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Mason Gaffney, October 18, 1923-July 16, 2020

My old friend and mentor, Mason Gaffney, died last week at his home in Redlands, California. I thank David Cay Johnston for a warm and insightful obituary in the New York Times. I also thank Wyn Achenbaum and Nic Tideman and the Schalkenbach Foundation for an extraordinary tribute with excerpts from his writing. Especially check out Mason’s timely article, The Red and the Blue, on why high median income cities like New York and San Francisco vote blue, while low income regions vote red: Land values are disproportionately high in prosperous big cities, making homeownership “unaffordable” for middle class residents. So they rent—and vote blue. Suburban and small-town homeowners vote red.

I first met Mase in 1970. My husband and I were working on Ralph Nader’s “Power and Land in California” project. In researching that boondoggle visible from the moon, the California State Water Project, I had encountered a scholarly article on irrigation canals, canals that crisscrossed each other delivering water to those who least needed it while bypassing those who needed it most. The article was not only devastating, but funny, so funny I laughed out loud. I had to meet the author!

Come Christmas, we looked up Mase in Washington DC, where he was a scholar at Resources for the Future. He invited us to dinner at his apartment. After frying us up hamburgers with soy sauce, he whipped out his guitar and sang a few numbers from Tom Lehrer–I remember one about “sliding down the razor blade of life.” And Gilbert and Sullivan songs, to his own words. We talked late. I don’t remember about what, but I was enthralled. He sent us off with a packet of reprints and an enjoinder I didn’t then get: “Tax capital and you drive it away; tax land and you drive it into use.”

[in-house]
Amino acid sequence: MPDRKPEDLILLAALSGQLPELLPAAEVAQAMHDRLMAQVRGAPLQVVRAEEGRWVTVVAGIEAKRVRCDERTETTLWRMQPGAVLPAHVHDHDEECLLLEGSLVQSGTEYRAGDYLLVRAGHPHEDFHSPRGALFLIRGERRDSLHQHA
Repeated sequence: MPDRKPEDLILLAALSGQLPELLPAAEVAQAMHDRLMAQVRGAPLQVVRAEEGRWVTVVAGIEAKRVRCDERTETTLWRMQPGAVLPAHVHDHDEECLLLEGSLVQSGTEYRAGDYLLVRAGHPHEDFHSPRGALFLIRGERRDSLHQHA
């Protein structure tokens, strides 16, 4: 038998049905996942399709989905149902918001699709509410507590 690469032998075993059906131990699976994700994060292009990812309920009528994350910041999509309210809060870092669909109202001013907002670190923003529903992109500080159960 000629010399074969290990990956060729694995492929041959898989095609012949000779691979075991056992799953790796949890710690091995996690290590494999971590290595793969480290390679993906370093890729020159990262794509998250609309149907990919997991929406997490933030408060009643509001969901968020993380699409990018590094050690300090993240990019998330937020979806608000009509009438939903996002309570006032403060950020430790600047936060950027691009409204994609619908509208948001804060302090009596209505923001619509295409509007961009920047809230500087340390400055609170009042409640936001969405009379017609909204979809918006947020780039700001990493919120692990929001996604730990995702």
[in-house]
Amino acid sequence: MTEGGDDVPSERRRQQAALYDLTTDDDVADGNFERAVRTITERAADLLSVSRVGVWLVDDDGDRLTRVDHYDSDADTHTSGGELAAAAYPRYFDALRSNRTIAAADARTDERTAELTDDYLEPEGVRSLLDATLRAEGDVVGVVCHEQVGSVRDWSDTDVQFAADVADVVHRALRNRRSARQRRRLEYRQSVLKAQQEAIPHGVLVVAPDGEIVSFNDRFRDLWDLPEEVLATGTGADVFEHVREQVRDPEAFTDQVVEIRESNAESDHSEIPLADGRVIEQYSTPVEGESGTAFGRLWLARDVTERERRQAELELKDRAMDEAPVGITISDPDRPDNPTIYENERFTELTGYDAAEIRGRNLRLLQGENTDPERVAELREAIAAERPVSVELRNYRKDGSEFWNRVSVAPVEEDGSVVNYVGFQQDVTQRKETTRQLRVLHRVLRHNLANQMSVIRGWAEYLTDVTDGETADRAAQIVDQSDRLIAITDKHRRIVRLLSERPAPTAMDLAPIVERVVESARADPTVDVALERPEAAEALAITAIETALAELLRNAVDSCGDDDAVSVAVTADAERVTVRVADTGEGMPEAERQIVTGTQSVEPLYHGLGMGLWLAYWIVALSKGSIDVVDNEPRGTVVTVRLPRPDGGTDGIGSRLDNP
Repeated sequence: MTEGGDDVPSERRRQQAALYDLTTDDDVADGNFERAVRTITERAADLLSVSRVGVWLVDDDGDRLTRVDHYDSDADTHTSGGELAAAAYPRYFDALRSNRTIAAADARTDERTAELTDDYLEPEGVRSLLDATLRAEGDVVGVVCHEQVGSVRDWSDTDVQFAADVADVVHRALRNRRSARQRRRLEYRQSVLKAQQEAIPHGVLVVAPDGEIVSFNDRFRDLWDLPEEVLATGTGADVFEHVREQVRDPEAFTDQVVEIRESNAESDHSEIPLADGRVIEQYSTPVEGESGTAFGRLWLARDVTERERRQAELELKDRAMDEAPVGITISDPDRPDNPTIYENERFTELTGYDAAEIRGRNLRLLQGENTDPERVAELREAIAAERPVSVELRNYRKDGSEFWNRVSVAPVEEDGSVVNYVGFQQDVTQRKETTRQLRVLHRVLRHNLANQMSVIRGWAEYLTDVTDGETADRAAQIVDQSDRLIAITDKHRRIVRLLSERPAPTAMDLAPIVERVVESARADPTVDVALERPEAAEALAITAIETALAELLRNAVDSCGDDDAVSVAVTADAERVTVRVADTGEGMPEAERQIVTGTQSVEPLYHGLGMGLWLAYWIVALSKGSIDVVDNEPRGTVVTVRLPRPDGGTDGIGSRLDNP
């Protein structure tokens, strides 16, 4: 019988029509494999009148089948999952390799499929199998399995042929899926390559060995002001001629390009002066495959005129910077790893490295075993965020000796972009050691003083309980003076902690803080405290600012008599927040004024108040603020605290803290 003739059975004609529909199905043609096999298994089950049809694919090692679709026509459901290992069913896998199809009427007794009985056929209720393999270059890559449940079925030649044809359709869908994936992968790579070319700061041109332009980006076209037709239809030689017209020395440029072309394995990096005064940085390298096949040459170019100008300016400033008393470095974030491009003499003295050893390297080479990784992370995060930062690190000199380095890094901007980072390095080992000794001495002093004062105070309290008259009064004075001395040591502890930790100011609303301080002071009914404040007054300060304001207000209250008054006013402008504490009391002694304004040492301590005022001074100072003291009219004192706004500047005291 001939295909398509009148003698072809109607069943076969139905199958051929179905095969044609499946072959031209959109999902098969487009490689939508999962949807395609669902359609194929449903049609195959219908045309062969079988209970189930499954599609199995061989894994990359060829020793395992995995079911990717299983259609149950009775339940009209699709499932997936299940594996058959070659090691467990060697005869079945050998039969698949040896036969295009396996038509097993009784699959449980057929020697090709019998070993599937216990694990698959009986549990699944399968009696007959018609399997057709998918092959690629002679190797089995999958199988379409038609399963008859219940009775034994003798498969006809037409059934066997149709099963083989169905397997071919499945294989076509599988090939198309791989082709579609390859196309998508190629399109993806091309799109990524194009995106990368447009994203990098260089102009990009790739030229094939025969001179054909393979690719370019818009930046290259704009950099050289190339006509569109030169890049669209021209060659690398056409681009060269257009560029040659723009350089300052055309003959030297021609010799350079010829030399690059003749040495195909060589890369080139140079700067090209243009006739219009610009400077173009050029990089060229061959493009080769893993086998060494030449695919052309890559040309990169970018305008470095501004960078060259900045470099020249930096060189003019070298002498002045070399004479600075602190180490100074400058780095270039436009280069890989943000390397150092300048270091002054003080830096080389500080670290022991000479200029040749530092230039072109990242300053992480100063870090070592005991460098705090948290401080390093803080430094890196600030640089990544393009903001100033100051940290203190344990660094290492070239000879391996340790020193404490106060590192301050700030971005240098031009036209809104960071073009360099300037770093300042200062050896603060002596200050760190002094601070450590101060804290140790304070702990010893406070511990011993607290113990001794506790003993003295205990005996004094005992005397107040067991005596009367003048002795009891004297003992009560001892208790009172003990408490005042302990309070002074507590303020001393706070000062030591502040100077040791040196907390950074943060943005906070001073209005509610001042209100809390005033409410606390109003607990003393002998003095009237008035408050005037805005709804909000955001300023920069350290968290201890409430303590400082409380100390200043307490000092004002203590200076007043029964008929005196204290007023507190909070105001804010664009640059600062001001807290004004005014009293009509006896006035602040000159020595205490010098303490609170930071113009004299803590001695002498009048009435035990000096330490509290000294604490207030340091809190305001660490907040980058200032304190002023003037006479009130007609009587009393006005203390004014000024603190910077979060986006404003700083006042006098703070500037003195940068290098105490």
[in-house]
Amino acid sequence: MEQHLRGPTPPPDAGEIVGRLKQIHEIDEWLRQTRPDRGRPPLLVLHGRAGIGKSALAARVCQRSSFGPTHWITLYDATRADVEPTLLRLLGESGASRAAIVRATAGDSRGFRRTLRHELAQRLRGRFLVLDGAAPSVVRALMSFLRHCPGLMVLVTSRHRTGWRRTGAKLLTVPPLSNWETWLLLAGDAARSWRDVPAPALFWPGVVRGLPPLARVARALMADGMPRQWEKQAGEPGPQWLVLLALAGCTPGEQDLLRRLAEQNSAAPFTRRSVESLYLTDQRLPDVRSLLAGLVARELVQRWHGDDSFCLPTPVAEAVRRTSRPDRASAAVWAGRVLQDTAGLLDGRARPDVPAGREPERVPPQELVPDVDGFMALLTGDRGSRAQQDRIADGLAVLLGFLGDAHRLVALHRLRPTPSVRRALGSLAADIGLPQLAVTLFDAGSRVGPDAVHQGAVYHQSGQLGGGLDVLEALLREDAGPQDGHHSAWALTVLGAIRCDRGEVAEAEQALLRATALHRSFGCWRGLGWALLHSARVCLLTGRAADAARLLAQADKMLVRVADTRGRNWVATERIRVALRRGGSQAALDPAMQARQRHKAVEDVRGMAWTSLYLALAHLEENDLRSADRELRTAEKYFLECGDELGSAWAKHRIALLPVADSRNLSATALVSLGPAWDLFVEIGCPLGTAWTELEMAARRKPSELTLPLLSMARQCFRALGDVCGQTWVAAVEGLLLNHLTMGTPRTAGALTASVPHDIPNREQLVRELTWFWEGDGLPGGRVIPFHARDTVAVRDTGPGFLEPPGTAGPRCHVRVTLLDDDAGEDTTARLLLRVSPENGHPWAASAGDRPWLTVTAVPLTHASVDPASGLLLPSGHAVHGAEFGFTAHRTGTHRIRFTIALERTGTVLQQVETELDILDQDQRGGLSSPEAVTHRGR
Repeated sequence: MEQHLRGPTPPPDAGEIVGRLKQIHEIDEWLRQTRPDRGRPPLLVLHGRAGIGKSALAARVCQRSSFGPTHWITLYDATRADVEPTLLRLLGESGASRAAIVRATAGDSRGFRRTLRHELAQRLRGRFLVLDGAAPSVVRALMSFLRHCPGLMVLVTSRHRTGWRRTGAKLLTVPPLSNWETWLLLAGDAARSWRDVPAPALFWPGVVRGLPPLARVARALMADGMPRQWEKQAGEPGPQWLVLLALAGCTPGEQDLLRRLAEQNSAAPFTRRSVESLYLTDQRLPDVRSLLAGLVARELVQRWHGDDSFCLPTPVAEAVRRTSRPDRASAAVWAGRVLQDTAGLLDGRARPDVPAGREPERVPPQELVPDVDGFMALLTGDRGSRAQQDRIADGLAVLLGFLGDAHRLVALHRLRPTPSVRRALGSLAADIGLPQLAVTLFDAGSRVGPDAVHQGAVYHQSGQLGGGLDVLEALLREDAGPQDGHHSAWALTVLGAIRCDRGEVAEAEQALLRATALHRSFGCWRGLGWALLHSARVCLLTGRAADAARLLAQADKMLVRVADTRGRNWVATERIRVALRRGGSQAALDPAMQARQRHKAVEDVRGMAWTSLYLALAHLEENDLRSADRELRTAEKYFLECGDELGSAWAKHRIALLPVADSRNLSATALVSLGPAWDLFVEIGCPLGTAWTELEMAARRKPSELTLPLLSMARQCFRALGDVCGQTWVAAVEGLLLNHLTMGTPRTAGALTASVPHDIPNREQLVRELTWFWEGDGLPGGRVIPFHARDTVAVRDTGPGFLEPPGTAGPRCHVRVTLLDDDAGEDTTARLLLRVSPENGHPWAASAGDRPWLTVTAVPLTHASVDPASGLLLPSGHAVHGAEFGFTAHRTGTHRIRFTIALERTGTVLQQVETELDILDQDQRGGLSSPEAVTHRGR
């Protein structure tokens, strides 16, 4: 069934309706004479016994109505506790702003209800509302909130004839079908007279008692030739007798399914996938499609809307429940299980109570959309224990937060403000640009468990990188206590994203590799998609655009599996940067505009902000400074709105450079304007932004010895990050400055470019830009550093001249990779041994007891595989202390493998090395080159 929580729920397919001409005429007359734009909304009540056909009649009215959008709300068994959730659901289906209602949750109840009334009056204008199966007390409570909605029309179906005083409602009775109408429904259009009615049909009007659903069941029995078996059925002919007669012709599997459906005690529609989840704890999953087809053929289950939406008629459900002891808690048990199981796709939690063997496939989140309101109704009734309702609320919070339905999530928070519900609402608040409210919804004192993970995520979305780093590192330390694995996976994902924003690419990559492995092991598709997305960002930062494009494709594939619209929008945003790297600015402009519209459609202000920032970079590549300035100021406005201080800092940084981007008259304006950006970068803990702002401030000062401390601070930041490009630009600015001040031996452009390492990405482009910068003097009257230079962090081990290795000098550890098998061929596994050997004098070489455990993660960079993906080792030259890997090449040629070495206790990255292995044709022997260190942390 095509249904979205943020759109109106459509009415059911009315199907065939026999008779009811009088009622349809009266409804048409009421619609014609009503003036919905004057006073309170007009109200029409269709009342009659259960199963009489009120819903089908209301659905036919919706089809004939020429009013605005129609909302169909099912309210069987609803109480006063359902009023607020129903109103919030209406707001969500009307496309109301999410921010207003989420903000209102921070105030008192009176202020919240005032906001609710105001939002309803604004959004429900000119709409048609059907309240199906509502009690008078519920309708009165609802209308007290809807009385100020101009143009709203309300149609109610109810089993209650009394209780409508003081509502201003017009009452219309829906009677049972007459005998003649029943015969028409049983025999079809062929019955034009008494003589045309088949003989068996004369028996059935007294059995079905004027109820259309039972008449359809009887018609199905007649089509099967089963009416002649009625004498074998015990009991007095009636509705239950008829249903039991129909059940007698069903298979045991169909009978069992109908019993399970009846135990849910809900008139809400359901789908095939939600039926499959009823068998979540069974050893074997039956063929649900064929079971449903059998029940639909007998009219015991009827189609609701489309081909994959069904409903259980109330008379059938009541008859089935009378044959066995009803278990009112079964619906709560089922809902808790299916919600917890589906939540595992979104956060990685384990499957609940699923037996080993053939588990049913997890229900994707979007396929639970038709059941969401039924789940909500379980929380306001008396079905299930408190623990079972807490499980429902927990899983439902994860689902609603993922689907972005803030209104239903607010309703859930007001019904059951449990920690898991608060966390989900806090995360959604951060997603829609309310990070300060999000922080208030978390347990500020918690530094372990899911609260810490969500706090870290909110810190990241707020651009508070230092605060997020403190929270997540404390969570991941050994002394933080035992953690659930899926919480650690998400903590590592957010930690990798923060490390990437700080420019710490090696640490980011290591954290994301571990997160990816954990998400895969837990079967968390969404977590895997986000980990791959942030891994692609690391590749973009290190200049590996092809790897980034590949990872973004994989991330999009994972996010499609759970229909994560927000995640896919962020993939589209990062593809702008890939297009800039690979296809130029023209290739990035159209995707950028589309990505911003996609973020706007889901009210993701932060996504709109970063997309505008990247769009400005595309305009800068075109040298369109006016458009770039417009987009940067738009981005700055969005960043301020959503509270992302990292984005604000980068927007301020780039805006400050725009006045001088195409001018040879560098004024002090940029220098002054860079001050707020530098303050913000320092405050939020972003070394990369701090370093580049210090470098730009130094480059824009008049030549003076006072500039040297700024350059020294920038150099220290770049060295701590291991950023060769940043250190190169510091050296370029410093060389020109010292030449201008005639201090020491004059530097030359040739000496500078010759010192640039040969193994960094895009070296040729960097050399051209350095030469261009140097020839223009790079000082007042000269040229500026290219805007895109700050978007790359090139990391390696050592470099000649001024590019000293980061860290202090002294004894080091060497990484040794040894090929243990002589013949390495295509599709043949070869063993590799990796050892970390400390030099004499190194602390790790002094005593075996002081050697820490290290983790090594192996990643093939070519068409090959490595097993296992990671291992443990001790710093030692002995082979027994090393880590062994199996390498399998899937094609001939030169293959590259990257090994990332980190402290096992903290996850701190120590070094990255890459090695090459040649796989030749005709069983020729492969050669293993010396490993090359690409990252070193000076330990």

Soon enough, I dropped out of grad school in ancient Near Eastern languages and followed his trail to the Department of Agricultural and Resource Economics at Berkeley. Here, with the help of the massive reading lists he sent me, I eventually learned to apply real economics to big questions, starting with what keeps societies unequal and wages low.

Mase loved a good party. Once, we gave a party for him at our apartment on Telegraph Hill in San Francisco. He and wife Tish and baby Laura were traveling from British Columbia to UC Riverside. A bagpiper appeared on the street outside. Really loud. Tish worried he’d wake the baby. But Mase invited the man in and sang numbers with him while the guests clapped and cheered.

Mase and I stayed in touch by letters and email over the years. I wish so much I had managed a last visit before Covid struck. I’ll always miss him. And I’ll always be grateful for everything he taught me, for his courage and honesty in confronting bastardized economics and history, and for his generosity, clarity and humor in this benighted world.

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